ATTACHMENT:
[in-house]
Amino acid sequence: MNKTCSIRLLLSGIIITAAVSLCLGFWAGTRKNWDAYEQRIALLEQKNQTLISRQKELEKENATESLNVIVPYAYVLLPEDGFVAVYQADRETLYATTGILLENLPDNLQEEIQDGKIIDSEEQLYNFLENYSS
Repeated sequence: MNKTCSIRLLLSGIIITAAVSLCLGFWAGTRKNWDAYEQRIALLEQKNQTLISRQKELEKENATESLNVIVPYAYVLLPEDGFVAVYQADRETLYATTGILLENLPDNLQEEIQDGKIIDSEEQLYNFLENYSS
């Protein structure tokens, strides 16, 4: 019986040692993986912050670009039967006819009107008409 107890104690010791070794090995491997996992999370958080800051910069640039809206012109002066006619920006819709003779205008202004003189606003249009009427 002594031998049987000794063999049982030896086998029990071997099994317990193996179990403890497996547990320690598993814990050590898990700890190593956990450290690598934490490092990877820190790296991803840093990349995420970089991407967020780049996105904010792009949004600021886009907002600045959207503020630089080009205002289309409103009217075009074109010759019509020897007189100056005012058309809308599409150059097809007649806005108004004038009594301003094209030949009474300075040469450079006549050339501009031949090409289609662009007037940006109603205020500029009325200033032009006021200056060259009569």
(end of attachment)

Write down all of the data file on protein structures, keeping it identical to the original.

[in-house]
Amino acid sequence: MNKTCSIRLLLSGIIITAAVSLCLGFWAGTRKNWDAYEQRIALLEQKNQTLISRQKELEKENATESLNVIVPYAYVLLPEDGFVAVYQADRETLYATTGILLENLPDNLQEEIQDGKIIDSEEQLYNFLENYSS
Repeated sequence: MNKTCSIRLLLSGIIITAAVSLCLGFWAGTRKNWDAYEQRIALLEQKNQTLISRQKELEKENATESLNVIVPYAYVLLPEDGFVAVYQADRETLYATTGILLENLPDNLQEEIQDGKIIDSEEQLYNFLENYSS
């Protein structure tokens, strides 16, 4: 019986040692993986912050670009039967006819009107008409 107890104690010791070794090995491997996992999370958080800051910069640039809206012109002066006619920006819709003779205008202004003189606003249009009427 002594031998049987000794063999049982030896086998029990071997099994317990193996179990403890497996547990320690598993814990050590898990700890190593956990450290690598934490490092990877820190790296991803840093990349995420970089991407967020780049996105904010792009949004600021886009907002600045959207503020630089080009205002289309409103009217075009074109010759019509020897007189100056005012058309809308599409150059097809007649806005108004004038009594301003094209030949009474300075040469450079006549050339501009031949090409289609662009007037940006109603205020500029009325200033032009006021200056060259009569």